A major ethical concern in research with prisoners (and other incarcerated populations) is the potential for abuse due to coercive influences (and, to a lesser degree, undue incentives) in prison settings that may adversely affect offenders'capacity to give voluntary consent to research participation. A recent study by a committee of the Institute of Medicine (National Academy of Sciences) concluded that this concern extends to offenders in a variety of settings (e.g., in community corrections programs, on parole or probation) and made several recommendations regarding additional safeguards that might provide greater human subjects protections to offenders across a variety of settings, thus leading to more ethical practices in research with these populations. Numerous factors that may adversely affect individual autonomy in the prisoner/offender context have been identified;however, there have been no systematic empirical investigations of the extent to which offenders view these factors as salient or as likely to coercively influence their decisions about research participation. The primary objective of this research is to identify -- from the perspective of prisoner/offenders -- factors that may adversely affect the ability of these individuals to give voluntary consent to research participation.
Specific aims within this objective include assessing offenders'views about (1) research as a social enterprise, (2) the differential salience and perceived coercive influence of specific factors, and (3) the recommendations of the IOM/NAC Committee that were proposed to provide additional human subjects protections to prisoner/offender subjects.
These aims will be accomplished using questionnaire/survey methods that solicit subjects'self-reports about these issues. This research will provide the first, large-sample data regarding prisoner/offender views of the pervasiveness and coerciveness of factors that (putatively) may undermine voluntary consent. This information may be of considerable value to agencies that draft, implement, and enforce guidelines for research with offenders and to Institutional Review Boards that must pass judgment on the adequacy of human subjects research protections in protocols involving prisoners as research participants.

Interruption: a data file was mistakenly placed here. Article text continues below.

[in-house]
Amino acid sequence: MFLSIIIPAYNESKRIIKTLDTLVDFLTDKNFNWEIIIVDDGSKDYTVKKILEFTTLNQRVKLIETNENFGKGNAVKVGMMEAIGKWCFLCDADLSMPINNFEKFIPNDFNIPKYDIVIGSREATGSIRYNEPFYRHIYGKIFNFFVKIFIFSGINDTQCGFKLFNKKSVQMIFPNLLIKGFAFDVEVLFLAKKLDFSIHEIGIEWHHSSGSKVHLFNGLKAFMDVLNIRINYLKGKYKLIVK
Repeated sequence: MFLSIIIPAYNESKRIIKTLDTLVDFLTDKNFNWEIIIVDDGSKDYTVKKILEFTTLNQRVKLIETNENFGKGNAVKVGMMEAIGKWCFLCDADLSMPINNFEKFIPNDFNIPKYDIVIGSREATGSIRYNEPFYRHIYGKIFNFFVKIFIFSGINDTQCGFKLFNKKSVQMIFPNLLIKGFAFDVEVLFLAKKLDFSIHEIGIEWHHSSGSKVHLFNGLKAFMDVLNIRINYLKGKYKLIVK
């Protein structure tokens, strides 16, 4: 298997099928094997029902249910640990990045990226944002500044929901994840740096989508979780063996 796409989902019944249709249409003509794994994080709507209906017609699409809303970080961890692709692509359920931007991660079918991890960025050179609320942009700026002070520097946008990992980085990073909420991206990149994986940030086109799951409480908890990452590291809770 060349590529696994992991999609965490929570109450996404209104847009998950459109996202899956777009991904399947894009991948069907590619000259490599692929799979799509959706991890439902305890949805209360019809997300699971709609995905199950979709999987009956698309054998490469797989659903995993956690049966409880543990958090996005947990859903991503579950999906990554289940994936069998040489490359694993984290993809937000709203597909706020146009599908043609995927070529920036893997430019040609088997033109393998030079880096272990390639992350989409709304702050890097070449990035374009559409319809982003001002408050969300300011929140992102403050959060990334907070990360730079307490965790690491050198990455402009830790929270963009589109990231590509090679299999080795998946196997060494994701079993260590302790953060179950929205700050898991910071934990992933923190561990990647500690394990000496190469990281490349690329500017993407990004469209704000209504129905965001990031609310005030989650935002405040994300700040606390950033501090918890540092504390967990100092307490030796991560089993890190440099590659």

This study will solicit views from offenders in various settings concerning the likelihood and impact of threats to autonomous decision-making in relation to participating in research. These data will be the first of their kind and will inform policy makers and IRB boards about offender groups'views of potential threats to voluntary research participation in these settings.
|Stiles, Paul G; Epstein, Monica; Poythress, Norman et al. (2012) Protecting people who decline to participate in research: an example from a prison setting. IRB 34:15-8|
|Magyar, Melissa S; Edens, John F; Epstein, Monica et al. (2012) Examining attitudes about and influences on research participation among forensic psychiatric inpatients. Behav Sci Law 30:69-86|
|Stiles, Paul G; Epstein, Monica K; Poythress, Norman G et al. (2011) Formal assessment of voluntariness with a three-part consent process. Psychiatr Serv 62:87-9|
|Poythress, Norman; Epstein, Monica; Stiles, Paul et al. (2011) Awareness of the Tuskegee syphilis study: impact on offenders' decisions to decline research participation. Behav Sci Law 29:821-8|
|Edens, John F; Epstein, Monica; Stiles, Paul G et al. (2011) Voluntary consent in correctional settings: do offenders feel coerced to participate in research? Behav Sci Law 29:771-95|